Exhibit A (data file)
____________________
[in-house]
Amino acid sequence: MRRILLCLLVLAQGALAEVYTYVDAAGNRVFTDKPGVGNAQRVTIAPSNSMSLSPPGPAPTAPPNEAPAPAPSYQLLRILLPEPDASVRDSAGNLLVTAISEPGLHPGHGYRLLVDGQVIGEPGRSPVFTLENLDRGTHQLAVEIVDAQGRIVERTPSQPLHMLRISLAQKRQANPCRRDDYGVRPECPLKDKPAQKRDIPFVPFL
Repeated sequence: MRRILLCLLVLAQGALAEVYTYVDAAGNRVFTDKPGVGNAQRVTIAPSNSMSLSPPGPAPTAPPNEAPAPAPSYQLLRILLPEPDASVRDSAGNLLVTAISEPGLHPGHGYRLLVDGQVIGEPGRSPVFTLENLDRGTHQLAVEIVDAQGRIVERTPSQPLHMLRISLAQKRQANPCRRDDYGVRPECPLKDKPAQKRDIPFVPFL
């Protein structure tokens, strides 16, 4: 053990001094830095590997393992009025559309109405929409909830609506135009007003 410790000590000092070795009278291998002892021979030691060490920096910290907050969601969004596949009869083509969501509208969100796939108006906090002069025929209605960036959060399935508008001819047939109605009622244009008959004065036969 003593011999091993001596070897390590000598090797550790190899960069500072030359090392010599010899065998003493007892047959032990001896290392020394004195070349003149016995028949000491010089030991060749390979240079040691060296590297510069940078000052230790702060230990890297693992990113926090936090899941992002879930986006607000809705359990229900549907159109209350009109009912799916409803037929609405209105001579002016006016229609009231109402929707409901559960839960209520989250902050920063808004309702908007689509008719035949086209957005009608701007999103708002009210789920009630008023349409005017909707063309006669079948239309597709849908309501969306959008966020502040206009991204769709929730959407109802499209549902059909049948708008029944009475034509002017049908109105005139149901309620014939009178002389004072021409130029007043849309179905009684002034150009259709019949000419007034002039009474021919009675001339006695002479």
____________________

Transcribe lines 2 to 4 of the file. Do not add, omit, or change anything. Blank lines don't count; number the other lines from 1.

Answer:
Amino acid sequence: MRRILLCLLVLAQGALAEVYTYVDAAGNRVFTDKPGVGNAQRVTIAPSNSMSLSPPGPAPTAPPNEAPAPAPSYQLLRILLPEPDASVRDSAGNLLVTAISEPGLHPGHGYRLLVDGQVIGEPGRSPVFTLENLDRGTHQLAVEIVDAQGRIVERTPSQPLHMLRISLAQKRQANPCRRDDYGVRPECPLKDKPAQKRDIPFVPFL
Repeated sequence: MRRILLCLLVLAQGALAEVYTYVDAAGNRVFTDKPGVGNAQRVTIAPSNSMSLSPPGPAPTAPPNEAPAPAPSYQLLRILLPEPDASVRDSAGNLLVTAISEPGLHPGHGYRLLVDGQVIGEPGRSPVFTLENLDRGTHQLAVEIVDAQGRIVERTPSQPLHMLRISLAQKRQANPCRRDDYGVRPECPLKDKPAQKRDIPFVPFL
């Protein structure tokens, strides 16, 4: 053990001094830095590997393992009025559309109405929409909830609506135009007003 410790000590000092070795009278291998002892021979030691060490920096910290907050969601969004596949009869083509969501509208969100796939108006906090002069025929209605960036959060399935508008001819047939109605009622244009008959004065036969 003593011999091993001596070897390590000598090797550790190899960069500072030359090392010599010899065998003493007892047959032990001896290392020394004195070349003149016995028949000491010089030991060749390979240079040691060296590297510069940078000052230790702060230990890297693992990113926090936090899941992002879930986006607000809705359990229900549907159109209350009109009912799916409803037929609405209105001579002016006016229609009231109402929707409901559960839960209520989250902050920063808004309702908007689509008719035949086209957005009608701007999103708002009210789920009630008023349409005017909707063309006669079948239309597709849908309501969306959008966020502040206009991204769709929730959407109802499209549902059909049948708008029944009475034509002017049908109105005139149901309620014939009178002389004072021409130029007043849309179905009684002034150009259709019949000419007034002039009474021919009675001339006695002479």